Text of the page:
Deadfall Adventures Review

Nick Shively

Reviewed by:
On November 13, 2013
Last modified:December 16, 2013


While Deadfall Adventures shares its inspiration with Indiana Jones, it lacks everything that made the movie series special. Instead, it features bland puzzles, basic combat mechanics and many frustrating gameplay issues.

Deadfall Adventures


What The Farm 51 attempts to do with Deadfall Adventures is recreate the action-adventure archetype of the 1980s, complete with the grizzled disenchanted hero, James Quatermain, exotic faraway lands, supernatural events and of course, the “damsel in distress.” The problem with this is that instead of empowering the player or creating a unique exciting experience, Deadfall Adventures turns out to be a poor, hand-holding attempt at an Indiana Jones parody.

When I say that Deadfall Adventures seems to copy Indiana Jones, I don’t mean that there are a couple of similar elements, as it literally uses some of the most iconic things about the movie series; there are Nazis, mine-cart rides, mysterious ancient artifacts, giant falling boulders and one of the main characters just happens to be an archaeologist. Apparently the game is actually based off of the H. Rider Haggard Quatermain novels, which were the basis for the Indiana Jones series, but it feels like a shallow comparison without the cinematic nostalgia.

So after about 10 minutes of gameplay it’s obvious that we’ve got a corridor shooter with a cheesy action plotline on our hands, but this doesn’t completely end all chances for Deadfall Adventures…yet. What’s even more offensive than blatant similarities of a popular movie series from the 1980s, is the attempted masking of completely linear gameplay with the illusion of “treasure hunting.” Apparently treasure hunting involves taking the one route that deviates from the linear story path or solving puzzles that are required to progress anyways.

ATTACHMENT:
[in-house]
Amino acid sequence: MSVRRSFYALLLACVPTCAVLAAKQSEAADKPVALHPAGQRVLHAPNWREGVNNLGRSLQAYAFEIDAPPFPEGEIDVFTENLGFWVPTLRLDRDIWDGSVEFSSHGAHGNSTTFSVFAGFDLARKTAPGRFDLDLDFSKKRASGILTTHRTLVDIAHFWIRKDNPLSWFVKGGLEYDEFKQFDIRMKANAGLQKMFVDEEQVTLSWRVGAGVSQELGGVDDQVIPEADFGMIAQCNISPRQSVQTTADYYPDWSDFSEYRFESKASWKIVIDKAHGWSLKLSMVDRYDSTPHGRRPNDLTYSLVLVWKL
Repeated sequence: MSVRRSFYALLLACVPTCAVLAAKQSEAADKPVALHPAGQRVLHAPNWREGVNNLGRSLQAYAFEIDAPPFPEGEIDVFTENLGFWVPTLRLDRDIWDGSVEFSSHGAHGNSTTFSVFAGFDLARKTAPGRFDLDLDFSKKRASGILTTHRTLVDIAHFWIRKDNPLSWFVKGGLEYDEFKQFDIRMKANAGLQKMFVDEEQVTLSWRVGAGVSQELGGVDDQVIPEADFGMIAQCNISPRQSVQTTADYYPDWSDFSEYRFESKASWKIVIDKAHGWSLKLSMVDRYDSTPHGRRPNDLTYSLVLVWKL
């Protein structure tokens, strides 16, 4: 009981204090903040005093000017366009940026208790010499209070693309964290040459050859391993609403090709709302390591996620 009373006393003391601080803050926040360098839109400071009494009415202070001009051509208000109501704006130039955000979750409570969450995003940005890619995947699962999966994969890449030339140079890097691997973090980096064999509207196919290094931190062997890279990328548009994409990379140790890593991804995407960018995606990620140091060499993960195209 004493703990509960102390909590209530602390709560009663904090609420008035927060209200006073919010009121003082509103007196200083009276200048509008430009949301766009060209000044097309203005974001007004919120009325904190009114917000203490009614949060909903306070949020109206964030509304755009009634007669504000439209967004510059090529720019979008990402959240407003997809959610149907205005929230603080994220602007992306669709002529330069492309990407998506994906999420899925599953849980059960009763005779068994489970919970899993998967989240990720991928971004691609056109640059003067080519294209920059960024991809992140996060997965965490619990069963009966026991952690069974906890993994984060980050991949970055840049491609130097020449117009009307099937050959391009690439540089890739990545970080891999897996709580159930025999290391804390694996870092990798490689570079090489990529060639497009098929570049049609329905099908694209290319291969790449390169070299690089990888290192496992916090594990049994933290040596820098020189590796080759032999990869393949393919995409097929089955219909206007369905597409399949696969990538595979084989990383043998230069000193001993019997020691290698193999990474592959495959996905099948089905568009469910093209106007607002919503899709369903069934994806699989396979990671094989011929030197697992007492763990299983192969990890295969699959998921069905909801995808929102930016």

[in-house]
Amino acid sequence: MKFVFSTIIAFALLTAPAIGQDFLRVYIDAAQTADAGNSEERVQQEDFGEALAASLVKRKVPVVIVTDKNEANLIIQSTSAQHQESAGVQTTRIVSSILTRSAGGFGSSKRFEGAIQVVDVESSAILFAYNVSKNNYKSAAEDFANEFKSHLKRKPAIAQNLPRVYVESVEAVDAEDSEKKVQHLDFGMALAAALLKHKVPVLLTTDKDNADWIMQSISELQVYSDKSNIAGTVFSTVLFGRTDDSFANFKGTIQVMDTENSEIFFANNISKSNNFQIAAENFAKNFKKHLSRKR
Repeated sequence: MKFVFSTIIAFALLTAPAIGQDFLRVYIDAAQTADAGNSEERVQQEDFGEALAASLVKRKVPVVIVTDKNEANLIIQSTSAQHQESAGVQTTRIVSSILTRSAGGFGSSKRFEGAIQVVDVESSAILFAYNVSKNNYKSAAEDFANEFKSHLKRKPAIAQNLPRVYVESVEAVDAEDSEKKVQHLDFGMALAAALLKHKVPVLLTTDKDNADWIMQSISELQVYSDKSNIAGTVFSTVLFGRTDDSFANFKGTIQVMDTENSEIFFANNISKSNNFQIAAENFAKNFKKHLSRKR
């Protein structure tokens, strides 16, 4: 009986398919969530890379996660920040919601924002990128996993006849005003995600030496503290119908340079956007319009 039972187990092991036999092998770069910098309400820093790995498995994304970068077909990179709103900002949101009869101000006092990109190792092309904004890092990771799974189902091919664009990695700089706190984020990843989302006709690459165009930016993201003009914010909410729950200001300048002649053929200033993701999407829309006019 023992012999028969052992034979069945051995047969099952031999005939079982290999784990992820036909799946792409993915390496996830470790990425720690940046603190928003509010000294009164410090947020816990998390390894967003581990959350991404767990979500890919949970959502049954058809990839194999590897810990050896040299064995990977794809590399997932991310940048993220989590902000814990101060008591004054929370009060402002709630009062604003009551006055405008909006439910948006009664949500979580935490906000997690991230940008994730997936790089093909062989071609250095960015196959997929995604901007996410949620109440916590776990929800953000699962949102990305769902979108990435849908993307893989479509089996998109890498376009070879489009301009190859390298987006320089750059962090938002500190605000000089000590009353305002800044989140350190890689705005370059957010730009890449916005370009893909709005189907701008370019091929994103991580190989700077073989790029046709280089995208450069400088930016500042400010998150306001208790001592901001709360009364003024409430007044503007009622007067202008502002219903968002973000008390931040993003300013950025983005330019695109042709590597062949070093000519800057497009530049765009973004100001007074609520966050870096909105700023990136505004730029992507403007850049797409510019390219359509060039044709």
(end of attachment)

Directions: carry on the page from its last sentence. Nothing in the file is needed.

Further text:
While linear storytelling has apparently become the standard of first-person shooters today, with Call of Duty and Battlefield being a couple of the most notorious offenders, advertising a game as a treasuring hunting experience when it’s simply a Point A to Point B game feels like a lie to potential buyers. The gameplay in Deadfall Adventures can be summed up as such: kill some bad guys, save the girl, solve the “puzzle,” become betrayed or captured, then rinse and repeat.

Unfortunately, the shooting mechanics are also incredibly vanilla. Players are equipped with a main weapon, generally a rifle or shotgun, pistols as a secondary weapon, and grenades or dynamite. There are no special abilities or interesting cover mechanics and the only upgrades, obtained from collecting treasures, consist of extra health or more damage. The majority of the time you’re fighting Nazis or “commie” Russians, who possess a simplistic, cover-based AI. The only slight deviation in the combat comes when fighting mummies (which are apparently everywhere), since they must be set on fire with the flashlight of all things, and then shot.


Furthermore, not only are the story and combat fairly simple, but the puzzles are incredibly generic. Most of them can be solved by following Quatermain’s notebook and the rest consist of: mirror and light reflection, rearranging pictures, and trial and error sequences. Including anything that is trial and error in a game is one of the most frustrating things a gamer can experience. First off, it’s not fun to have to restart a level multiple times based on luck. Secondly, it chips away at the immersion factors in the game; realizing that the player is advancing completely on blind luck alone breaks the authenticity of the hero.

Normally I could just write off Deadfall Adventures as another mediocre, however, generally entertaining FPS, but there are a number of irritating game mechanics and bugs that push it slightly lower. Some examples of these issues include a floating crowbar that can close valves by itself, NPCs that get stuck on structures and prevent the advancement of the story, and frustrating scripted destructible objects. There are a few instances where ropes need to be shot to create bridges and only one specific rope, out of many, can be destroyed to cross the objective.

In the end, due to its lack of creativity and originality, gameplay issues and generally repetitive nature, Deadfall Adventures becomes a somewhat forgettable experience that I cannot recommend for a purchase.

This review is based on the PC version of the game, which we were provided with.

Deadfall Adventures

While Deadfall Adventures shares its inspiration with Indiana Jones, it lacks everything that made the movie series special. Instead, it features bland puzzles, basic combat mechanics and many frustrating gameplay issues.